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Wednesday, February 24, 2016

 

Lots and Lots of Bright ISS passes (Morning and Evening, 25 February-1 March)

The ISS passes below Jupiter, as seen from Adelaide on the morning of  Sunday 28 February at 5:56 ACDST. Simulated in Stellarium (the ISS will actually be a bright dot), click to embiggen.The ISS passes below Jupiter, as seen from Brisbane on the morning of  Monday 29 February at 4:38 AEST. Simulated in Stellarium (the ISS will actually be a bright dot), click to embiggen.The ISS passes above Jupiter, as seen from Perth on the morning of  Sunday 28 February at 4:59 AWST. Simulated in Stellarium (the ISS will actually be a bright dot), click to embiggen.
All sky chart showing local  times from Heavens Above for Sunday 28 February for Adelaide.All sky chart showing local  times from Heavens Above for Monday 29 February for Brisbane.All sky chart showing local times from Heavens Above for Sunday 28 February for Perth.

This week there a series of bright passes of the International Space Station. Early in the week they are in the morning, late in the week they are in the evening, and there are a couple of dual morning/evening bright passes.

Thursday morning (25 Feb) sees the  ISS pass over Mercury and Venus as seen from Brisbane, Perth  and Melbourne.The morning of Friday the 26th sees the ISS pass near the head of the Scorpio  and Mars as seen from Adelaide and Perth, and the Moon for Melbourne (Brisbane sees the ISS pass near the head of the Scorpio  and Mars on the 25th).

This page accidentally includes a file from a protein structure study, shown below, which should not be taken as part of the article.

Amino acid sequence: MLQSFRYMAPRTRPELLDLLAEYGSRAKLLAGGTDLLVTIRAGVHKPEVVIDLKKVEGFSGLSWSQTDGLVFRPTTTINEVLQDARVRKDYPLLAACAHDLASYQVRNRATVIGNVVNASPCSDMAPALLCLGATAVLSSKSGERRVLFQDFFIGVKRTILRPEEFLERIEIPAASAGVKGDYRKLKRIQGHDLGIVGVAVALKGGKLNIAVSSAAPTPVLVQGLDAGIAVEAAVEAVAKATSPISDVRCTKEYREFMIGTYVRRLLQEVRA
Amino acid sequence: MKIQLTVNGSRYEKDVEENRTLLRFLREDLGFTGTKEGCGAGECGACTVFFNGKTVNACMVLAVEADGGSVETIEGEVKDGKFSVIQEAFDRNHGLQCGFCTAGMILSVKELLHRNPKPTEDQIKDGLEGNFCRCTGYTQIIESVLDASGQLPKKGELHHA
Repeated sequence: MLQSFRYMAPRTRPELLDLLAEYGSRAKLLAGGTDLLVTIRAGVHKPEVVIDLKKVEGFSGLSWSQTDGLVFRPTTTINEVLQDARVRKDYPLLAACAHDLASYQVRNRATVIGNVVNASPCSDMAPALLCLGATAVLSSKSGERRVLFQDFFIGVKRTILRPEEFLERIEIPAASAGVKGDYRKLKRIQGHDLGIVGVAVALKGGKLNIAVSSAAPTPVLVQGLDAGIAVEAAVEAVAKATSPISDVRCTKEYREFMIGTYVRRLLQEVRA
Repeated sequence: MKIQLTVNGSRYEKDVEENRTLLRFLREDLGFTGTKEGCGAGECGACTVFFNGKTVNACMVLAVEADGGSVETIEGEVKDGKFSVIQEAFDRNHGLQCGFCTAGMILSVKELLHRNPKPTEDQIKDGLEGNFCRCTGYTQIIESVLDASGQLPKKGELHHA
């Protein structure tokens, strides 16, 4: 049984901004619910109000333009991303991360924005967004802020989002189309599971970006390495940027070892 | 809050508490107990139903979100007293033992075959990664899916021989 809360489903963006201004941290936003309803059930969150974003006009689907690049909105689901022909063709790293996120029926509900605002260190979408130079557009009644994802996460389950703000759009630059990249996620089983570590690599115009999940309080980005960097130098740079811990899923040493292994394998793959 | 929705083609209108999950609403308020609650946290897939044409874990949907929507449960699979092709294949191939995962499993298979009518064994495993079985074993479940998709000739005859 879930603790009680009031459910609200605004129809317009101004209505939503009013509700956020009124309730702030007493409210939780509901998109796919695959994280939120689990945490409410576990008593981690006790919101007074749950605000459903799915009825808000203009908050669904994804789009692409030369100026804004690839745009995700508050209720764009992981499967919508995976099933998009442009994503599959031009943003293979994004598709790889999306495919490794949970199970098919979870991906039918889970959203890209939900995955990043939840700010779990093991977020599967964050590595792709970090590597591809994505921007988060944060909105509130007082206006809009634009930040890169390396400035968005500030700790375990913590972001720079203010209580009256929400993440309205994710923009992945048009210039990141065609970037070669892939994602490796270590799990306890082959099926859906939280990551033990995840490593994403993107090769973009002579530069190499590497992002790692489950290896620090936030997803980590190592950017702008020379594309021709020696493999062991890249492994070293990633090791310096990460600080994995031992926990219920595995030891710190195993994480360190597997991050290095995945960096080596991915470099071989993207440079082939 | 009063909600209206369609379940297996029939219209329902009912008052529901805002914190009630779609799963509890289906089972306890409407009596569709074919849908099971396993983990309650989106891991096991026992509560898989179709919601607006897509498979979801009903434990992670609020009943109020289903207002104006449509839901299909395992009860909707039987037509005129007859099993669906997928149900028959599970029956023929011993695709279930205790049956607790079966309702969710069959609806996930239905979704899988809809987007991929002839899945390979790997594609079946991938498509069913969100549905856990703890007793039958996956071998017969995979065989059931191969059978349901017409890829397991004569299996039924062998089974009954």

Probably the most spectacular pass in on the morning of 27 Feb (Melbourne) 28 Feb (Adelaide and Perth) and 29 Feb (Brisbane) when the bright ISS pops out of the Earth's Shadow near Jupiter. See the images above for timings for Adelaide, Brisbane and Perth.

There's lots more, as a brief sampler, on the evening of 1 March the ISS passes over alpha Centauri  as seen from Perth, through the middle of the Southern Cross as seen from Birsbane, between the pointers as seen from Melbourne and between th epointers and the Southern Cross as seen from Adelaide.

When and what you will see is VERY location dependent, so you need to use either Heavens Above or CalSky to get site specific predictions for your location (I'm using Sydney, Adelaide and Perth as examples, choosing  some of the more distinctive events, but there are lots more that are perfectly nice.).
 
Start looking several minutes before the pass is going to start to get yourself oriented and your eyes dark adapted. Be patient, there may be slight differences in the time of the ISS appearing due to orbit changes not picked up by the predictions.

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